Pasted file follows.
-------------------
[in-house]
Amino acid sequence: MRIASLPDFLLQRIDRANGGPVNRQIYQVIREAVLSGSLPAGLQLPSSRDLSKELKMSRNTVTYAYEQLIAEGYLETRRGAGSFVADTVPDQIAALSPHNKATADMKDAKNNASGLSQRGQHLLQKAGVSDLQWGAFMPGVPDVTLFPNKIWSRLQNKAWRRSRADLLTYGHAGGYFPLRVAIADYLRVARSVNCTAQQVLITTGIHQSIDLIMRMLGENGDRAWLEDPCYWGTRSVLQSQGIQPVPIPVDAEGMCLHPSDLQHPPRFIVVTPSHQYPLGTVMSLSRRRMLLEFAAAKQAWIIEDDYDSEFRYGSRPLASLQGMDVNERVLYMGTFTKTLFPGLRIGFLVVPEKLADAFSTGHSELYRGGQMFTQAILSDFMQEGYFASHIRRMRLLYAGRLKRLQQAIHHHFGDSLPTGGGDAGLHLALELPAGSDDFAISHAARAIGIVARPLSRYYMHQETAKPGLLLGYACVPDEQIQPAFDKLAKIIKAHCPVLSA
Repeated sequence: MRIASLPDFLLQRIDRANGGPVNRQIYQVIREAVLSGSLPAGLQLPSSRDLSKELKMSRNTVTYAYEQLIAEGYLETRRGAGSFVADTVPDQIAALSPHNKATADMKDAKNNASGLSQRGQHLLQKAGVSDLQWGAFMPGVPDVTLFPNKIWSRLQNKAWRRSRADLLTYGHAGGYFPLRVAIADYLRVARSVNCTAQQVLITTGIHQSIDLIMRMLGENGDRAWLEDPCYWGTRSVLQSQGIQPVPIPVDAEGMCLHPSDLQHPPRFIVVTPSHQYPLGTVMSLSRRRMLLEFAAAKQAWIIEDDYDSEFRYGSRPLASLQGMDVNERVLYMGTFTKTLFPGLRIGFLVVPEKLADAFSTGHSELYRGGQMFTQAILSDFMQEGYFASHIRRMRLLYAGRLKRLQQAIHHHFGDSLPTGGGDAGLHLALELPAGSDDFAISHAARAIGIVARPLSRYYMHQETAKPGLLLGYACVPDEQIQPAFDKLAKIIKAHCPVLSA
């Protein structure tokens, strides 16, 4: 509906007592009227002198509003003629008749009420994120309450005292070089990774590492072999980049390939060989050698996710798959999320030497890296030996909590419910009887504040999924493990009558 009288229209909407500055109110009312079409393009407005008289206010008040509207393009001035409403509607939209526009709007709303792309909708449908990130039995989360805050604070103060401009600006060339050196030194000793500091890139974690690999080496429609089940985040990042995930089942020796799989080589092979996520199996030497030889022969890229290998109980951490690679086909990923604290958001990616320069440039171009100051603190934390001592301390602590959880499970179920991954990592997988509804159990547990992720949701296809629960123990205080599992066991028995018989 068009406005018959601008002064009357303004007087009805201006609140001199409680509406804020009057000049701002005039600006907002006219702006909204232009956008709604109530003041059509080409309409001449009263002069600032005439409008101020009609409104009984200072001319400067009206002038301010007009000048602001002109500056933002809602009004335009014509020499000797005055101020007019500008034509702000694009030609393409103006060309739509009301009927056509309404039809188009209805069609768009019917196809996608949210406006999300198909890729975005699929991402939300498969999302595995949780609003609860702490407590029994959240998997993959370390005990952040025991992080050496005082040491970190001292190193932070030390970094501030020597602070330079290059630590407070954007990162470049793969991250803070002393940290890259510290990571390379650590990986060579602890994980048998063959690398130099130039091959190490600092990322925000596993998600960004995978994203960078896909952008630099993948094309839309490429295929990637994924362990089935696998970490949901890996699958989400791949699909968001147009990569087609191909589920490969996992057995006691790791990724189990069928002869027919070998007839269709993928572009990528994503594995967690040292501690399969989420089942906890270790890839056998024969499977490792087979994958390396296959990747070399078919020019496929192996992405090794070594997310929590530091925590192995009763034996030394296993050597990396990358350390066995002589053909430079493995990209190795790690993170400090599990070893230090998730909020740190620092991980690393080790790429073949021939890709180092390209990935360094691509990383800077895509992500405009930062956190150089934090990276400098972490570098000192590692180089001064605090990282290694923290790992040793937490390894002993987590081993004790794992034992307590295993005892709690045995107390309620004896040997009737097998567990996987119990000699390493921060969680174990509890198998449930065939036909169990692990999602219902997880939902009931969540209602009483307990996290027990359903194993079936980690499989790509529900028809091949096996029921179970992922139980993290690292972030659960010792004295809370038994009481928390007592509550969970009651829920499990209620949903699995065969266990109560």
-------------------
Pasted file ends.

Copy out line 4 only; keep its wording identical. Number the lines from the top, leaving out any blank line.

């Protein structure tokens, strides 16, 4: 509906007592009227002198509003003629008749009420994120309450005292070089990774590492072999980049390939060989050698996710798959999320030497890296030996909590419910009887504040999924493990009558 009288229209909407500055109110009312079409393009407005008289206010008040509207393009001035409403509607939209526009709007709303792309909708449908990130039995989360805050604070103060401009600006060339050196030194000793500091890139974690690999080496429609089940985040990042995930089942020796799989080589092979996520199996030497030889022969890229290998109980951490690679086909990923604290958001990616320069440039171009100051603190934390001592301390602590959880499970179920991954990592997988509804159990547990992720949701296809629960123990205080599992066991028995018989 068009406005018959601008002064009357303004007087009805201006609140001199409680509406804020009057000049701002005039600006907002006219702006909204232009956008709604109530003041059509080409309409001449009263002069600032005439409008101020009609409104009984200072001319400067009206002038301010007009000048602001002109500056933002809602009004335009014509020499000797005055101020007019500008034509702000694009030609393409103006060309739509009301009927056509309404039809188009209805069609768009019917196809996608949210406006999300198909890729975005699929991402939300498969999302595995949780609003609860702490407590029994959240998997993959370390005990952040025991992080050496005082040491970190001292190193932070030390970094501030020597602070330079290059630590407070954007990162470049793969991250803070002393940290890259510290990571390379650590990986060579602890994980048998063959690398130099130039091959190490600092990322925000596993998600960004995978994203960078896909952008630099993948094309839309490429295929990637994924362990089935696998970490949901890996699958989400791949699909968001147009990569087609191909589920490969996992057995006691790791990724189990069928002869027919070998007839269709993928572009990528994503594995967690040292501690399969989420089942906890270790890839056998024969499977490792087979994958390396296959990747070399078919020019496929192996992405090794070594997310929590530091925590192995009763034996030394296993050597990396990358350390066995002589053909430079493995990209190795790690993170400090599990070893230090998730909020740190620092991980690393080790790429073949021939890709180092390209990935360094691509990383800077895509992500405009930062956190150089934090990276400098972490570098000192590692180089001064605090990282290694923290790992040793937490390894002993987590081993004790794992034992307590295993005892709690045995107390309620004896040997009737097998567990996987119990000699390493921060969680174990509890198998449930065939036909169990692990999602219902997880939902009931969540209602009483307990996290027990359903194993079936980690499989790509529900028809091949096996029921179970992922139980993290690292972030659960010792004295809370038994009481928390007592509550969970009651829920499990209620949903699995065969266990109560």